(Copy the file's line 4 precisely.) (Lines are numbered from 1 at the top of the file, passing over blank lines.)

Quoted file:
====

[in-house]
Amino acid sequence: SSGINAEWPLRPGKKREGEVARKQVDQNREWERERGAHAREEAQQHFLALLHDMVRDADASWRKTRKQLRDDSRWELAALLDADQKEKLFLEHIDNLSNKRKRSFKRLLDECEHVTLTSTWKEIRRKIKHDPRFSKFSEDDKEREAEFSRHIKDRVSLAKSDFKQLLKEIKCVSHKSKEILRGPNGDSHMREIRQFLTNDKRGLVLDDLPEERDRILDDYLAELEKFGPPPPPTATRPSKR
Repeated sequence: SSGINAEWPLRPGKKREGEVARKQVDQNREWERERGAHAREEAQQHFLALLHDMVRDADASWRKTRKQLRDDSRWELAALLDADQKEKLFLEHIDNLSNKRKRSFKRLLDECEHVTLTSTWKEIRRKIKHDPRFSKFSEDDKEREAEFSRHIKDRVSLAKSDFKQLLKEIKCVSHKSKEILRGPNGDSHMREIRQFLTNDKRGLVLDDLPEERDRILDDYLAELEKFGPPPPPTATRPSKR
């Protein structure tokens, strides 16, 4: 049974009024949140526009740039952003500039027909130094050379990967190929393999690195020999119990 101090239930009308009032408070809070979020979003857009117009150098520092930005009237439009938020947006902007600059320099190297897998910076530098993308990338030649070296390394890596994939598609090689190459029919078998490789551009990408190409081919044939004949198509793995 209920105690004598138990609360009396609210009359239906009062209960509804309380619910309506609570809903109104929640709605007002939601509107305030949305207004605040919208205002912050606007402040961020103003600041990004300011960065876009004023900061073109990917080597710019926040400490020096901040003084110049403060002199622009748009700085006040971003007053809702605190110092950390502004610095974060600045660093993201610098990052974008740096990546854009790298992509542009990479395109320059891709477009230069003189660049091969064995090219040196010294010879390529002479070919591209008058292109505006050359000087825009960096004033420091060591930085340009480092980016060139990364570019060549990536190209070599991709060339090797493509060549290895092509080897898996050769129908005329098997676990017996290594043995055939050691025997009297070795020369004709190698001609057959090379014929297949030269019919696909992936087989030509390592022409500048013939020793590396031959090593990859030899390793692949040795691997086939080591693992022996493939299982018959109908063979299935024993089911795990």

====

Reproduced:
């Protein structure tokens, strides 16, 4: 049974009024949140526009740039952003500039027909130094050379990967190929393999690195020999119990 101090239930009308009032408070809070979020979003857009117009150098520092930005009237439009938020947006902007600059320099190297897998910076530098993308990338030649070296390394890596994939598609090689190459029919078998490789551009990408190409081919044939004949198509793995 209920105690004598138990609360009396609210009359239906009062209960509804309380619910309506609570809903109104929640709605007002939601509107305030949305207004605040919208205002912050606007402040961020103003600041990004300011960065876009004023900061073109990917080597710019926040400490020096901040003084110049403060002199622009748009700085006040971003007053809702605190110092950390502004610095974060600045660093993201610098990052974008740096990546854009790298992509542009990479395109320059891709477009230069003189660049091969064995090219040196010294010879390529002479070919591209008058292109505006050359000087825009960096004033420091060591930085340009480092980016060139990364570019060549990536190209070599991709060339090797493509060549290895092509080897898996050769129908005329098997676990017996290594043995055939050691025997009297070795020369004709190698001609057959090379014929297949030269019919696909992936087989030509390592022409500048013939020793590396031959090593990859030899390793692949040795691997086939080591693992022996493939299982018959109908063979299935024993089911795990």